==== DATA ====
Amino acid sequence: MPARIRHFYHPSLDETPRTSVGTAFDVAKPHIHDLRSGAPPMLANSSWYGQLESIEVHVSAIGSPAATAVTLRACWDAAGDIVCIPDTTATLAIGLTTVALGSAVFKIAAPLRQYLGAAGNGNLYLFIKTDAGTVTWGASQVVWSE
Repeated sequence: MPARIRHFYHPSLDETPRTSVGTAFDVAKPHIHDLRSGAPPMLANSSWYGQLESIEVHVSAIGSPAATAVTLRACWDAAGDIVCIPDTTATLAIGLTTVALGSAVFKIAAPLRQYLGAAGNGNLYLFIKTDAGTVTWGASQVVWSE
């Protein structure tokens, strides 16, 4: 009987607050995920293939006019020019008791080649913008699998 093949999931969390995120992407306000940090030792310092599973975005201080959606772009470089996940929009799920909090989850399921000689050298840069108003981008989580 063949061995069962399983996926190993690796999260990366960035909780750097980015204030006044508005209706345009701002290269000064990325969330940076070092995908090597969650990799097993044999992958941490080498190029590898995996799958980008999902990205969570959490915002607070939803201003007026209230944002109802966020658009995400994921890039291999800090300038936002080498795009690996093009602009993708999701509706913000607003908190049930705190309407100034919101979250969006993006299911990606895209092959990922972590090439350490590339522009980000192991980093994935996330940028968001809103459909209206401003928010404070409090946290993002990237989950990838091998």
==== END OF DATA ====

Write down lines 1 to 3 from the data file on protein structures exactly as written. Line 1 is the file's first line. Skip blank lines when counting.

Amino acid sequence: MPARIRHFYHPSLDETPRTSVGTAFDVAKPHIHDLRSGAPPMLANSSWYGQLESIEVHVSAIGSPAATAVTLRACWDAAGDIVCIPDTTATLAIGLTTVALGSAVFKIAAPLRQYLGAAGNGNLYLFIKTDAGTVTWGASQVVWSE
Repeated sequence: MPARIRHFYHPSLDETPRTSVGTAFDVAKPHIHDLRSGAPPMLANSSWYGQLESIEVHVSAIGSPAATAVTLRACWDAAGDIVCIPDTTATLAIGLTTVALGSAVFKIAAPLRQYLGAAGNGNLYLFIKTDAGTVTWGASQVVWSE
């Protein structure tokens, strides 16, 4: 009987607050995920293939006019020019008791080649913008699998 093949999931969390995120992407306000940090030792310092599973975005201080959606772009470089996940929009799920909090989850399921000689050298840069108003981008989580 063949061995069962399983996926190993690796999260990366960035909780750097980015204030006044508005209706345009701002290269000064990325969330940076070092995908090597969650990799097993044999992958941490080498190029590898995996799958980008999902990205969570959490915002607070939803201003007026209230944002109802966020658009995400994921890039291999800090300038936002080498795009690996093009602009993708999701509706913000607003908190049930705190309407100034919101979250969006993006299911990606895209092959990922972590090439350490590339522009980000192991980093994935996330940028968001809103459909209206401003928010404070409090946290993002990237989950990838091998």